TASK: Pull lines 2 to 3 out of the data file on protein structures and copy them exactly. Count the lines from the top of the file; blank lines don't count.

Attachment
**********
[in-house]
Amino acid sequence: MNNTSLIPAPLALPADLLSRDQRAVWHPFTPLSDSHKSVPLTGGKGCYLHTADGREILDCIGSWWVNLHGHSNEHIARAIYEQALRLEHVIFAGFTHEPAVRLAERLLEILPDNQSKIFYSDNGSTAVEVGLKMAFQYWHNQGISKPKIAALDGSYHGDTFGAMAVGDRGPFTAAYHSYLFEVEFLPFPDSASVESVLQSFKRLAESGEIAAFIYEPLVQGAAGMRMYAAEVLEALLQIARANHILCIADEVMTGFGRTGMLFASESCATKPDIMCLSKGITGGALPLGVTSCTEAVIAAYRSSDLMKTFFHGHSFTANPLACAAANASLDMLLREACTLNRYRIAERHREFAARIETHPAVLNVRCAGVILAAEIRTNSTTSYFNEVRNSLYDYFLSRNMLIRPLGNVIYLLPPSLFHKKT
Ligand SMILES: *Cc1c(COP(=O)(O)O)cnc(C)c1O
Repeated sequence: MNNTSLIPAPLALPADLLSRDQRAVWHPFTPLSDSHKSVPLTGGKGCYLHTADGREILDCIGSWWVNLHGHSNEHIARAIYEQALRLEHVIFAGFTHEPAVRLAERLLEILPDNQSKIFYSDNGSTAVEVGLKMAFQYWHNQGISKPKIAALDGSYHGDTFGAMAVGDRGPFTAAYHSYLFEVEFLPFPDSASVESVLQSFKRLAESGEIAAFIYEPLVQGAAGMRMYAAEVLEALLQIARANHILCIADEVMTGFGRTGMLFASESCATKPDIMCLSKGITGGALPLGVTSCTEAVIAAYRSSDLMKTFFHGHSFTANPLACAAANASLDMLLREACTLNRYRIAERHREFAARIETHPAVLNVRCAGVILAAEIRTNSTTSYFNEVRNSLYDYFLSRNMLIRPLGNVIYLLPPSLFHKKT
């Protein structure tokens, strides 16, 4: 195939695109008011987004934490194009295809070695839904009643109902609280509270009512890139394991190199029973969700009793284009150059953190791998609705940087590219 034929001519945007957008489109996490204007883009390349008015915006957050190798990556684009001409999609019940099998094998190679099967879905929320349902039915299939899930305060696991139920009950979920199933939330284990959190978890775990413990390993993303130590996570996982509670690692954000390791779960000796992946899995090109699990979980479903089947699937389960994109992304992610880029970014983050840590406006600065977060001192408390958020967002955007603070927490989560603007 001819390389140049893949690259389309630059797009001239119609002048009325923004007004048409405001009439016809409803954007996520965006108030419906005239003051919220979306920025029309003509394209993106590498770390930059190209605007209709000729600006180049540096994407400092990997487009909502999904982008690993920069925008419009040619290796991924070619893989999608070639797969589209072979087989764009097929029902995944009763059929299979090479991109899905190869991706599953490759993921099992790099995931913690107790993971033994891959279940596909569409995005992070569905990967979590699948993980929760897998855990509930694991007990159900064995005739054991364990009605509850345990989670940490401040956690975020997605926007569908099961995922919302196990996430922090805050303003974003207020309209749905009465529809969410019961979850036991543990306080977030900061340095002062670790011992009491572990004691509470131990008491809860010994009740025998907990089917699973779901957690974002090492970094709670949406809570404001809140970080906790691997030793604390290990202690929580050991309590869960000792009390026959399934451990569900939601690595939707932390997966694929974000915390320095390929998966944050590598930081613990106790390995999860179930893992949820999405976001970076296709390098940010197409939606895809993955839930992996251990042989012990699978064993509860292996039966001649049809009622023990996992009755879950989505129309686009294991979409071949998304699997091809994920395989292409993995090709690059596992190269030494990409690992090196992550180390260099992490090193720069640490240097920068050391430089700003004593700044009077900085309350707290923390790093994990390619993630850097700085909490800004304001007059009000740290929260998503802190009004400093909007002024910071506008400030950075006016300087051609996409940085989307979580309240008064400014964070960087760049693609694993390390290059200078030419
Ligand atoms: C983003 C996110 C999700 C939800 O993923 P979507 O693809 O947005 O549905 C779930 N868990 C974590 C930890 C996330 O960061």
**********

Amino acid sequence: MNNTSLIPAPLALPADLLSRDQRAVWHPFTPLSDSHKSVPLTGGKGCYLHTADGREILDCIGSWWVNLHGHSNEHIARAIYEQALRLEHVIFAGFTHEPAVRLAERLLEILPDNQSKIFYSDNGSTAVEVGLKMAFQYWHNQGISKPKIAALDGSYHGDTFGAMAVGDRGPFTAAYHSYLFEVEFLPFPDSASVESVLQSFKRLAESGEIAAFIYEPLVQGAAGMRMYAAEVLEALLQIARANHILCIADEVMTGFGRTGMLFASESCATKPDIMCLSKGITGGALPLGVTSCTEAVIAAYRSSDLMKTFFHGHSFTANPLACAAANASLDMLLREACTLNRYRIAERHREFAARIETHPAVLNVRCAGVILAAEIRTNSTTSYFNEVRNSLYDYFLSRNMLIRPLGNVIYLLPPSLFHKKT
Ligand SMILES: *Cc1c(COP(=O)(O)O)cnc(C)c1O